Four lighted tennis courts were added in 1970. A few years later, neighborhood residents were invited to discuss the future development of Blair Park. Some residents considered the park hazardous due to heavy street traffic and the location of its ball fields. There were no barriers to prevent children from running into the streets, nor were there any sidewalks near the play areas. Landscape architect Robert Callecod developed a plan that would retain the tennis courts and add wood-chip walkways, a basketball court, a tot lot, a west-side playground, and a fenced ball diamond in the southwest corner.

The board voted in March 1973 to spend $2,400 on the first phase, which installed the tot lot between the two sets of tennis courts, a nearby picnic area, and a shuffleboard and horseshoe venue.

By 1976, the park had the shelter, four lighted tennis courts in addition to its existing courts, two ball fields, play fields, two shuffleboard courts and two horseshoe pits. Surrounding a new tennis shelter is the Sronce Memorial, which was installed in 1983. A living memorial, it is composed of a variety of plant material including sod, dogwood, service berry, yews, pines, and potentilla. Named in honor of tennis player Greg Sronce, the memorial was the final phase in the construction of a
raised viewing and scoring shelter at the east end of the lighted tennis courts.

To reinforce J.C. Blair's contributions to the park district, an informational plaque was installed in 1999 at the corner of Florida Avenue and Vine Street. This stone and metal marker recounts J.C. Blair's career and influence both in Urbana and statewide. A similar marker was installed at Fort Massac State Park in Metropolis, which Blair was instrumental in establishing as the first state park in 1908. Today the park has fenced ball fields at the southeast and southwest corners and an unfenced ball field at the northwest corner. Along the west side, the Rourke Shelter serves two shuffleboard courts and hvo horseshoe pits as well as a single soccer goal. Along the east side are two sets of tennis courts: three courts to the south and four lighted courts to the north. A playground still separates the two sets of courts. The most recent addition to the park is the Ann and Ben Schrumpf Memorial, a walled seating area installed in 2001 that faces the north tennis courts. Asphalt and concrete sidewalks have replaced the wood-chip walkways, but even today there are no sidewalks along Broadway or Pennsylvania avenues.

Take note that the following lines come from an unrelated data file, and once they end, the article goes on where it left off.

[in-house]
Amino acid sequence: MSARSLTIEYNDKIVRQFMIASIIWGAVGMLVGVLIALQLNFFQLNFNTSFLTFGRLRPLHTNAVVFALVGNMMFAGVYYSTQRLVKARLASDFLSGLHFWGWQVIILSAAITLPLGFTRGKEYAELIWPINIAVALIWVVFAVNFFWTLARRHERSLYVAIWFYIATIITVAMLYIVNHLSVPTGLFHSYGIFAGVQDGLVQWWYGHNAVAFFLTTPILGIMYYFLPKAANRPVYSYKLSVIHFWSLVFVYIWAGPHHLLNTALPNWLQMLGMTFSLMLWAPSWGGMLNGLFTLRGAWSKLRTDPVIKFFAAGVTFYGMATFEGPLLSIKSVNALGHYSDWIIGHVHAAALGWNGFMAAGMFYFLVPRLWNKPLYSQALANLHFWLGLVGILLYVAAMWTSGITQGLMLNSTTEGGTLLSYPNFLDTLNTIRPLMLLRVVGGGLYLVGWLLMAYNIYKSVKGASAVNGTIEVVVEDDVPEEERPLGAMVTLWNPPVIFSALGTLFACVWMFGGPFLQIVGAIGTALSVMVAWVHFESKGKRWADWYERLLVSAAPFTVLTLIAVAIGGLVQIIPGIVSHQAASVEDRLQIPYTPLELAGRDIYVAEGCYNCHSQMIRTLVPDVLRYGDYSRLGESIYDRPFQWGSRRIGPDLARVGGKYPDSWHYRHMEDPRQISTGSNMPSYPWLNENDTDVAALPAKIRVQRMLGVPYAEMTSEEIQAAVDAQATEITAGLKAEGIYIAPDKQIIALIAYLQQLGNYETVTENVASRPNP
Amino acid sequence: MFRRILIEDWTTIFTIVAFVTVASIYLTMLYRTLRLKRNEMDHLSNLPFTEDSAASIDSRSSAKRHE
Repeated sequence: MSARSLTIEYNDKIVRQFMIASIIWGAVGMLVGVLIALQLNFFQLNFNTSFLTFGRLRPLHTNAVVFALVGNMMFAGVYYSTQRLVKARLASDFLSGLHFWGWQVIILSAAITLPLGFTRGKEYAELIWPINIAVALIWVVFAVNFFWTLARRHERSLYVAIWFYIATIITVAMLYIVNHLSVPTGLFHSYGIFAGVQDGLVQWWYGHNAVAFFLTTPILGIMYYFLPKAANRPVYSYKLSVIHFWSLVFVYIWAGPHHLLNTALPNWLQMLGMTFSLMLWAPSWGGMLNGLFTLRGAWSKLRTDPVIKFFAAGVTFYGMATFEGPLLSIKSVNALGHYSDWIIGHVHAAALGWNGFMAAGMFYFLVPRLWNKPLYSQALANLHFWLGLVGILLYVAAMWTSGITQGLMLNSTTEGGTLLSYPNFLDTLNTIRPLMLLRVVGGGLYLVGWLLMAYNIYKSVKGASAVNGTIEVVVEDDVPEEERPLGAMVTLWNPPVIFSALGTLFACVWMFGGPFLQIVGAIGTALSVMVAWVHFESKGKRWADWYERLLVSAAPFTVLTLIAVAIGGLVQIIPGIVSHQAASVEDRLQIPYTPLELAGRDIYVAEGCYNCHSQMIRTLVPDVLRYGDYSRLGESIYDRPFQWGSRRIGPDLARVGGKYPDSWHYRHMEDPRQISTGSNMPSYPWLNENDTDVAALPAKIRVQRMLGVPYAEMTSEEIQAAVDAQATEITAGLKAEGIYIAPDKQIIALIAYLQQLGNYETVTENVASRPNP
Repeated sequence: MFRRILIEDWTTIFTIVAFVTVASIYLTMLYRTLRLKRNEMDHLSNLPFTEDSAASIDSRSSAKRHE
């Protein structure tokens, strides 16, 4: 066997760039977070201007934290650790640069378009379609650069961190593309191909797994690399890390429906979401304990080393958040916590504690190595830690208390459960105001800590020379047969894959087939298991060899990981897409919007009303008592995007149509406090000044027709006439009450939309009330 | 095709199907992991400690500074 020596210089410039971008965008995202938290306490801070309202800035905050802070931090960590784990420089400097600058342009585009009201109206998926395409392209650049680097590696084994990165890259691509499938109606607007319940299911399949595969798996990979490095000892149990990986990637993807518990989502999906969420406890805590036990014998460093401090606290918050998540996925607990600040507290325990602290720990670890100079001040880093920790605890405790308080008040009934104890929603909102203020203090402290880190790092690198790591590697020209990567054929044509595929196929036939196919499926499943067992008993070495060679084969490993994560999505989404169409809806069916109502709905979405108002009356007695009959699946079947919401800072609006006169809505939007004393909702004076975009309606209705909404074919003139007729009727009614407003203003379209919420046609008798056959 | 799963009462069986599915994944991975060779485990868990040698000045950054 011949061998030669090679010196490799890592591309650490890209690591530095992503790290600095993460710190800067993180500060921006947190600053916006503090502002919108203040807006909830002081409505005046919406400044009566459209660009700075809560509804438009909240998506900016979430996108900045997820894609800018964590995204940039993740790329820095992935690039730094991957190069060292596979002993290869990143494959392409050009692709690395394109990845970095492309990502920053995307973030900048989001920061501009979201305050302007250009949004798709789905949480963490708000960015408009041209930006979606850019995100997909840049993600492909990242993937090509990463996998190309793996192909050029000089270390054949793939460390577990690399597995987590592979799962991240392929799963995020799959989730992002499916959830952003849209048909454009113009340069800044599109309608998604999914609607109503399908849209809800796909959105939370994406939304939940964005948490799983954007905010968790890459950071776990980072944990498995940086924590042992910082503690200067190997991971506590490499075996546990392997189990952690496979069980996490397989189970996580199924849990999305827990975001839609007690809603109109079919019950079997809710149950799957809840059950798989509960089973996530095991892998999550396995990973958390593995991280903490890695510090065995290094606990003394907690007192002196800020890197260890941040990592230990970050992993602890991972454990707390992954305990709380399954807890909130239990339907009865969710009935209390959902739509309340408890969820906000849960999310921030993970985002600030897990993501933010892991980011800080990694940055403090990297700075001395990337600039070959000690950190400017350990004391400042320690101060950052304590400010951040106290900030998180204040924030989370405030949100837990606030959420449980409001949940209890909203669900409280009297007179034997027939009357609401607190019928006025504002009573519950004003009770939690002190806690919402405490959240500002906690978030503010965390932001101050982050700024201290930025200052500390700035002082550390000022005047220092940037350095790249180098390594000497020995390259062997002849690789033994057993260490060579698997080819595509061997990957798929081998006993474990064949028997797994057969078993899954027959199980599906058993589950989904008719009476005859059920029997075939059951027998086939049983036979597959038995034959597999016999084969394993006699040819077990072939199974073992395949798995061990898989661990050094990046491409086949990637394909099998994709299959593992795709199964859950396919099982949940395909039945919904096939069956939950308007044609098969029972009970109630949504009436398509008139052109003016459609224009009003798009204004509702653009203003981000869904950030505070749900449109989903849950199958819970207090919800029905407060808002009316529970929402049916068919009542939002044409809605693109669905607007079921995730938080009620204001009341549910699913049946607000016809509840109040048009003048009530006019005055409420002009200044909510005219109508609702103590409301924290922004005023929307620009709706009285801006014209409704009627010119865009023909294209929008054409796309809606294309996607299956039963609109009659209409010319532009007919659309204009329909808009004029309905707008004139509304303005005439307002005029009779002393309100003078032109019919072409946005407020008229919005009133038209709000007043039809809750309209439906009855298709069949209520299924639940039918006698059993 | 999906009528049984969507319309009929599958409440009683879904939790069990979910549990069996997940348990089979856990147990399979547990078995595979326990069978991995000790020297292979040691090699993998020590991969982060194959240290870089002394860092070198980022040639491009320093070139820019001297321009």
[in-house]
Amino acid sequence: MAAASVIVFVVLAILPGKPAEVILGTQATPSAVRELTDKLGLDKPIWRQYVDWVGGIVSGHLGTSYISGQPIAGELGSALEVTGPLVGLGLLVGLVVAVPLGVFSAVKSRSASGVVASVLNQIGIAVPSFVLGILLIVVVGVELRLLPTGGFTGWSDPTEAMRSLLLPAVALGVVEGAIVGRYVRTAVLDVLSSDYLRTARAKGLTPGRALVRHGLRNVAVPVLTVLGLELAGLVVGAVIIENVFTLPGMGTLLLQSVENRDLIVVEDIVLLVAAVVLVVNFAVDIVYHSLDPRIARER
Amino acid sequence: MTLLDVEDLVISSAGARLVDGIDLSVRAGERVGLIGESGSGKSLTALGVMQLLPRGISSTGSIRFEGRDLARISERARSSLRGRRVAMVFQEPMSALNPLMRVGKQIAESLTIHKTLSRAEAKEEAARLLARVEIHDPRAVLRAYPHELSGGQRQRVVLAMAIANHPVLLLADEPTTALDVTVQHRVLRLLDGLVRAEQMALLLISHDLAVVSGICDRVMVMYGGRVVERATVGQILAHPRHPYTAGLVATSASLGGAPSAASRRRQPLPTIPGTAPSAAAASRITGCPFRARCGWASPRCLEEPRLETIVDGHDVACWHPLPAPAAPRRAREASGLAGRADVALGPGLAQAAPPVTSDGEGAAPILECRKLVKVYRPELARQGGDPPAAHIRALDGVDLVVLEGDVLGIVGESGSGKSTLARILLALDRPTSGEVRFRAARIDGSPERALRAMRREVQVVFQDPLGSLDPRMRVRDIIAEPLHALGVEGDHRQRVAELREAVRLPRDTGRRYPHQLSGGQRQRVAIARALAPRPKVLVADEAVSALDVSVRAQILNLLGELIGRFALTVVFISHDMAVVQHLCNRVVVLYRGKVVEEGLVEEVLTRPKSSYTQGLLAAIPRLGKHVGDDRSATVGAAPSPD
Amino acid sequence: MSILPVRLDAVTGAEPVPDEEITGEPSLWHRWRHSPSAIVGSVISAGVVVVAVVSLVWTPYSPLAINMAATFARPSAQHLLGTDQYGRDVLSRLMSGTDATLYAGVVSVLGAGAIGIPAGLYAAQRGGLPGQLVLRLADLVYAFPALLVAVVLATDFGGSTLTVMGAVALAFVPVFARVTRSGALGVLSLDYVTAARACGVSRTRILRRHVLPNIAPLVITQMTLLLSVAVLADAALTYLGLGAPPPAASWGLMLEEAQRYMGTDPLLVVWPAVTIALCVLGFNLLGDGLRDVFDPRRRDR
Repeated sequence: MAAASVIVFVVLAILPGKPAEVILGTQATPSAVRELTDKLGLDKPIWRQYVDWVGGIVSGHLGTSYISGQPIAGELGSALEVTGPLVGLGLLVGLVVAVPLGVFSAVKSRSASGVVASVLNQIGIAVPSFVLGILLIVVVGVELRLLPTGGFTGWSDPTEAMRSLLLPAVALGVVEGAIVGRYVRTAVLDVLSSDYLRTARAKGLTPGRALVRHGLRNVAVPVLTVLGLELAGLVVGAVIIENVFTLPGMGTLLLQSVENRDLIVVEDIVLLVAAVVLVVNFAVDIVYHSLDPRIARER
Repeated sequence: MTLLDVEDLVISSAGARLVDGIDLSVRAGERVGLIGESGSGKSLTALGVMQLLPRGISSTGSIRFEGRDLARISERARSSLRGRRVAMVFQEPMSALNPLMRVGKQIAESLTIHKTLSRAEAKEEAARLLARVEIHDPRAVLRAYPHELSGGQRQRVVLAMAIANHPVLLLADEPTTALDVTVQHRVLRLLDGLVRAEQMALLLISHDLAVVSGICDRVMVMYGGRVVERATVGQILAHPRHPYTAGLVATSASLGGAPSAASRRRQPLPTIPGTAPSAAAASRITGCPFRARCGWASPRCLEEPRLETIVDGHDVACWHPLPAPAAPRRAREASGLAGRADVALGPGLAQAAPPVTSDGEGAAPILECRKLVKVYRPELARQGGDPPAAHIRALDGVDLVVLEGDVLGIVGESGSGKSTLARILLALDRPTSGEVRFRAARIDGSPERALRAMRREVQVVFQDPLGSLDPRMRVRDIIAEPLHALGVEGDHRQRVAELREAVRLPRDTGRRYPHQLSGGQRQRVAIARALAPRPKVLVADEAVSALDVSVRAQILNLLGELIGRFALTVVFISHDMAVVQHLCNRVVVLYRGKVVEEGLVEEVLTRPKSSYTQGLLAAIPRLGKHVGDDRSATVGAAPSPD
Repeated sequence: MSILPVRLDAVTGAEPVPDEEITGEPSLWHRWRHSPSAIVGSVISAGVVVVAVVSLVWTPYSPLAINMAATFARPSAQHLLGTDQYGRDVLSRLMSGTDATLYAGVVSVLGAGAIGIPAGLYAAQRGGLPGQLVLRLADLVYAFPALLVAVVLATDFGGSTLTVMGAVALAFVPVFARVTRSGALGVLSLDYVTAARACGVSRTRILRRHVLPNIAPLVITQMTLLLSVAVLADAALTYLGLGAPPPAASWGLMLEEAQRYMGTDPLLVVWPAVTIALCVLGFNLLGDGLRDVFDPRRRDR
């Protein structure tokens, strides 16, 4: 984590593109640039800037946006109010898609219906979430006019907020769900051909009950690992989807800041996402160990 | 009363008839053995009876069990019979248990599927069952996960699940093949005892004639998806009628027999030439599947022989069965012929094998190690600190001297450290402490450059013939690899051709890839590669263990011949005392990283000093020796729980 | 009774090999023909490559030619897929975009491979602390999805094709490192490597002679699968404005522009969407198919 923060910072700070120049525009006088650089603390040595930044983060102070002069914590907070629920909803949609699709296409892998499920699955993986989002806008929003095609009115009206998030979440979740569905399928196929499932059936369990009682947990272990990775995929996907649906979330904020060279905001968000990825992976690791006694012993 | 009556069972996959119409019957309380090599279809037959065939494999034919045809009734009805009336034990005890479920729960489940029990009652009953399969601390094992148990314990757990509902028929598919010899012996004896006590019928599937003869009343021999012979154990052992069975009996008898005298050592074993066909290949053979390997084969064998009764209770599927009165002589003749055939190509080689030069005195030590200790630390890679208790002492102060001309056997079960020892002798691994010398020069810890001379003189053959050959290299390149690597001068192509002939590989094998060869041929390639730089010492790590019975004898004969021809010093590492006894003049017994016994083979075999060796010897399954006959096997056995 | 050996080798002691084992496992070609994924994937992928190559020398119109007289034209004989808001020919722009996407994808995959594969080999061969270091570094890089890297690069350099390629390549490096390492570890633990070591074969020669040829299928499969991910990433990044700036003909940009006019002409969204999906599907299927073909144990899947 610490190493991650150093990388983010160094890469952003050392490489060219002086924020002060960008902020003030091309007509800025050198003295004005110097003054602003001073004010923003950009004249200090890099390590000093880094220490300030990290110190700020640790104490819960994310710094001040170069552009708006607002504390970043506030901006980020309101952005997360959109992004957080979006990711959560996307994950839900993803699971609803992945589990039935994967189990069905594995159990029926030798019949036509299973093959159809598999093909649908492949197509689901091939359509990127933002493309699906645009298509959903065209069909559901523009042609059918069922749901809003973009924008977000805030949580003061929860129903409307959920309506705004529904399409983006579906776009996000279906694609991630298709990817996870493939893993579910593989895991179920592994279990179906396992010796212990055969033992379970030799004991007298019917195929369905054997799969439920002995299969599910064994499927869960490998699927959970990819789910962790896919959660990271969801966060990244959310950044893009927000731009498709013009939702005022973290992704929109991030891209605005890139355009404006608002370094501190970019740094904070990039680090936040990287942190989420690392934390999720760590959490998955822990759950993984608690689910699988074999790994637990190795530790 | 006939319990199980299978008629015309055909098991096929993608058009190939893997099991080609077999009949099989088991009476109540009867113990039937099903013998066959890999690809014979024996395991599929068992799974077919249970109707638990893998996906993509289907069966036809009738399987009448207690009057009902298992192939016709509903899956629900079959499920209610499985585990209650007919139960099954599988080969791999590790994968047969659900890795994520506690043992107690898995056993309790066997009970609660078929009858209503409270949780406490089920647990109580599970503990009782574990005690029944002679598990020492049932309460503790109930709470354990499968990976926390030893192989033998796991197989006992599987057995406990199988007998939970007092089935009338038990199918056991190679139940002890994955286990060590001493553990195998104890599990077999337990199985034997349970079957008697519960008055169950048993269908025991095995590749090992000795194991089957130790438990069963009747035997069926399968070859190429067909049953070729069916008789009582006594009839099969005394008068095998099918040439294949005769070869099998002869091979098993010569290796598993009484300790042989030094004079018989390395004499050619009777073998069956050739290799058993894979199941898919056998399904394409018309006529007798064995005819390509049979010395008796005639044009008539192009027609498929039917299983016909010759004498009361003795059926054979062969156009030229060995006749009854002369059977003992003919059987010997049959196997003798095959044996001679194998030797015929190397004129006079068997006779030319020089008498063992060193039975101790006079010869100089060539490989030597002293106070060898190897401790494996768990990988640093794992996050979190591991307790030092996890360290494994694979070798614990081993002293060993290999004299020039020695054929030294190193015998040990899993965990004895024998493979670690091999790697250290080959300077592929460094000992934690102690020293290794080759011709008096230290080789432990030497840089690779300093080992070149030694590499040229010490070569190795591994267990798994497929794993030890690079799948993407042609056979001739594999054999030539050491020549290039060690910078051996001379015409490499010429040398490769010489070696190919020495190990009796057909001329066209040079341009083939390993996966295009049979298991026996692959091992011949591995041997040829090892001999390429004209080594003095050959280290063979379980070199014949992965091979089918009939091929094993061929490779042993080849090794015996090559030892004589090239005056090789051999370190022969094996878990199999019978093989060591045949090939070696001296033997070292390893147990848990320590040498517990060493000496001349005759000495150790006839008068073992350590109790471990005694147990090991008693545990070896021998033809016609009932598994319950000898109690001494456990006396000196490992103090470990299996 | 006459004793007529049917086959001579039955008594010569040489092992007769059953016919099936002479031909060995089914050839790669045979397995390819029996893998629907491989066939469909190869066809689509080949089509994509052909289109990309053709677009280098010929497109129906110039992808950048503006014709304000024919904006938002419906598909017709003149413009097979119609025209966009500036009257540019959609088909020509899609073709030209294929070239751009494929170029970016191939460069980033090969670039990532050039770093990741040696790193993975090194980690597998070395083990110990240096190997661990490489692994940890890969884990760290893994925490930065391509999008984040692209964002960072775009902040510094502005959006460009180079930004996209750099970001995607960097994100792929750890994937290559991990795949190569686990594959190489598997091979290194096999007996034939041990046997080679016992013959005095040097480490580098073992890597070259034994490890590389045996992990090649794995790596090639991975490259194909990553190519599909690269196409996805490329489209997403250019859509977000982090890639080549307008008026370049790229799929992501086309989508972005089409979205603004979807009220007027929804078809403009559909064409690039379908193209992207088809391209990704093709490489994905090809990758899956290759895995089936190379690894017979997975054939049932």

As with most of Urbana's parks, Blair Park is home to activities that use park district facilities but are run by other organizations. The Urbana Middle School uses the park for physical education classes, especially tennis, and the Kiwanis Club organizes Little League baseball. The Urbana Park District uses the ball fields and open fields for soccer and T-ball practice and games, and the shelter is the site for occasional outdoor summer concerts. The tennis courts have hosted local and regional United States Tennis Association tournaments and served as a home for lessons for years.

Text from Mancuso, Dana L. (Ed.). (2007). A century of growth: the Urbana Park District's first 100 years. Urbana, IL: Urbana Park District.

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1406 S. Broadway Ave. Urbana, IL 61801